Raspberry seed oil
Raspberry oil is one of the most recommended natural sunscreens, but it's not that simple. While surfing the endless internet, you will often come across a link to some kind of study from 2000 that confirms that raspberry oil has an SPF between 28 and 50. However, the fact is that apart from this almost 20-year-old study comparing the absorption properties of raspberry oil with another natural filter, titanium dioxide, no other study can be found that could confirm this information . With how much science and technology can advance in a year, it begs the question of how much we can trust a twenty-year-old study…
On the other hand, raspberry oil is rich in vitamin E, which can partially absorb UV radiation. So using this oil in the summer is definitely not out of the question, although we shouldn't rely on it 100%, but among its other great properties is that it is an antioxidant and slows down the skin aging process, which in the summer, when our skin is stressed more than ever another time, we will certainly welcome you.
Carrot seed oil
Carrot seed oil is perhaps an even bigger problem. Not only can this oil be easily mistaken for carrot root oil, people often try to be concise, so you can also find the simplified name "carrot oil". This just confirms that we should thoroughly research labels and ingredients to avoid unnecessary mistakes.
However, even with carrot seed oil, there is no study confirming that it has an SPF of 38 to 40, as you can read somewhere. Apparently, these numbers are just misinterpreted information from one scientific article about testing natural sunscreens, where carrots were present, but together with other products, including zinc oxide.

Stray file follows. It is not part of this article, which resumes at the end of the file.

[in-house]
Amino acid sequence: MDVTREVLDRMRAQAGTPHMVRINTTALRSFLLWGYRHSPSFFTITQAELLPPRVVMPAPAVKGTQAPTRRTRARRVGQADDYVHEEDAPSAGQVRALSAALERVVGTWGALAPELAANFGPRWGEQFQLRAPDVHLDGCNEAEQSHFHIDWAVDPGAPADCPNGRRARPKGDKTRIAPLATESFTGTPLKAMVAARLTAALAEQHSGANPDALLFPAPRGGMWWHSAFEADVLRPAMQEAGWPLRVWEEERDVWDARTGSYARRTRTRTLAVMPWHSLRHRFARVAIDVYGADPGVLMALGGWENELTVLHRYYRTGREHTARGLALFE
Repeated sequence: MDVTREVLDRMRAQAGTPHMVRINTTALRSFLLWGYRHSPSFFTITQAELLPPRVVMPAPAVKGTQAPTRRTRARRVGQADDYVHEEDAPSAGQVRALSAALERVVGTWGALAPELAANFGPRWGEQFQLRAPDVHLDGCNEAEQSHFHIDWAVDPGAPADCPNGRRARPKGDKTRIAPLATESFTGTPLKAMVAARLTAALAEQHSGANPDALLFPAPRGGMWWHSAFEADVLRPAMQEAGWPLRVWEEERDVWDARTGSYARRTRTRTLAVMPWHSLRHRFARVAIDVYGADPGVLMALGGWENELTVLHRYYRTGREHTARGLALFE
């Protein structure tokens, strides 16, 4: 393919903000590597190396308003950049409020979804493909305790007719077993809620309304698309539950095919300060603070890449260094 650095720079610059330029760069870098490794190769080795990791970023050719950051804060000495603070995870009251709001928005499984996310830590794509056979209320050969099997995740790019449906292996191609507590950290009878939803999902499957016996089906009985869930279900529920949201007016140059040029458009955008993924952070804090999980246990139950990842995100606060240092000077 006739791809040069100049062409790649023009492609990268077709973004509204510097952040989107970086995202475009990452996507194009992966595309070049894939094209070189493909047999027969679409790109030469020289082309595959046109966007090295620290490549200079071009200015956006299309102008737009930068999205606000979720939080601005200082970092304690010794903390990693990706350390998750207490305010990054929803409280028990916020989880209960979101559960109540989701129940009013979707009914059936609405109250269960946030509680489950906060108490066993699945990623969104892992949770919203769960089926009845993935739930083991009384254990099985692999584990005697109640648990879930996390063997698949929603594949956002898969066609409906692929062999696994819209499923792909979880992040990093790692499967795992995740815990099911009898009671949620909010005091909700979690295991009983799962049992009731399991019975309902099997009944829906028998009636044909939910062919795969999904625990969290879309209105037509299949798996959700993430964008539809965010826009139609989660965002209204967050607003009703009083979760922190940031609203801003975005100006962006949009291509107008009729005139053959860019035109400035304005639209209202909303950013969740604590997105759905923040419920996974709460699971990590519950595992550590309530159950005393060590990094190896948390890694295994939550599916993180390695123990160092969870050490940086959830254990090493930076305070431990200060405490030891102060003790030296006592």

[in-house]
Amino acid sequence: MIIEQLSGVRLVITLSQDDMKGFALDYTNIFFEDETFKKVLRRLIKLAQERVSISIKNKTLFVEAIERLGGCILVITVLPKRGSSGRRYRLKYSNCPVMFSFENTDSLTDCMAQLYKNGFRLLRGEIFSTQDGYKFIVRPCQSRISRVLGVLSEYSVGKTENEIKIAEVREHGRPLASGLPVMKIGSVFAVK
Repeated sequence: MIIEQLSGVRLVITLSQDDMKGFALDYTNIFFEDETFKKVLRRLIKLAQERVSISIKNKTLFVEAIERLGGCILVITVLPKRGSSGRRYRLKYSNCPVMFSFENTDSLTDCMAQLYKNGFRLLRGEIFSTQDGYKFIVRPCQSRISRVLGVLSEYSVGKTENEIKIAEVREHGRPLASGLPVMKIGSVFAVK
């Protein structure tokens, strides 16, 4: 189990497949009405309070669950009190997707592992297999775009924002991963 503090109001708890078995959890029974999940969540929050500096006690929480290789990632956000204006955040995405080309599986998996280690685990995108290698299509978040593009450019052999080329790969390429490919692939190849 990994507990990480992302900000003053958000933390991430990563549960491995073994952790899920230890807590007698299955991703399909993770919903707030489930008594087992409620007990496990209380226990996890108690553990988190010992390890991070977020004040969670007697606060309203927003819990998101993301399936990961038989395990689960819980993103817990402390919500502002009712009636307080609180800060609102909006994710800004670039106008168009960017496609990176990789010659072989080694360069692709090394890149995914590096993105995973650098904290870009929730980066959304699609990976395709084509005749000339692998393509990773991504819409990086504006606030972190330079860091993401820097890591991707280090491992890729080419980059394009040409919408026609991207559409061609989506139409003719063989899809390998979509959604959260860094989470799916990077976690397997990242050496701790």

In reality, however, according to a 2016 study, carrot seed oil really does have an SPF, even a beautiful 19. Even so, using this oil while tanning is not exactly realistic . Why, Evka from biotiful.sk shed some light on this, and in her article , in addition to other vegetable oils, she also talks about carrot seeds. It can be found on the market under the terms ethereal or essential, and as Evka found out, it is rather expensive, and moreover, it is not even allowed to apply it to the skin in its strong, undiluted state, so it is not exactly an ideal companion for sunbathing either.
Coconut oil and shea butter
You certainly use these oils quite regularly to nourish your skin, to remove make-up, as part of creams and other cosmetics... Therefore, it is understandable that if someone ever told you that they can also be used as UV protection, you jumped for joy. Yes, such a cosmetic product would be really amazing, in fact we could have just one bottle in our cosmetic bag that would be enough for everything.
Unfortunately, it's still not enough - coconut oil has a proven SPF of about 7, shea butter around 6, and again, just like with the previous ones, there is no study for these two oils that would confirm the possibility of using these two products as sunscreens. Products with such a low SPF will not protect us from UV radiation for very long, but as with raspberry oil, their use in the summer is also recommended. They wonderfully hydrate and soften the skin and help it to overcome the summer stress.
You may also come across recommendations for other vegetable oils that "guaranteedly protect you from the dangerous sun", such as the aforementioned avocado oil or classic olive oil . These oils are also very nourishing and beneficial for the skin, but their SPF is also rather lower, so they are more suitable for classic skin care.
The solution is either to use proven mineral natural sunscreens or to make a homemade one, to which we can also add the above-mentioned oils, but do not forget to throw in a UV filter in the form ofzinc oxide and titanium dioxide .
And what role do these vegetable oils play in your cosmetics? What do you use them for?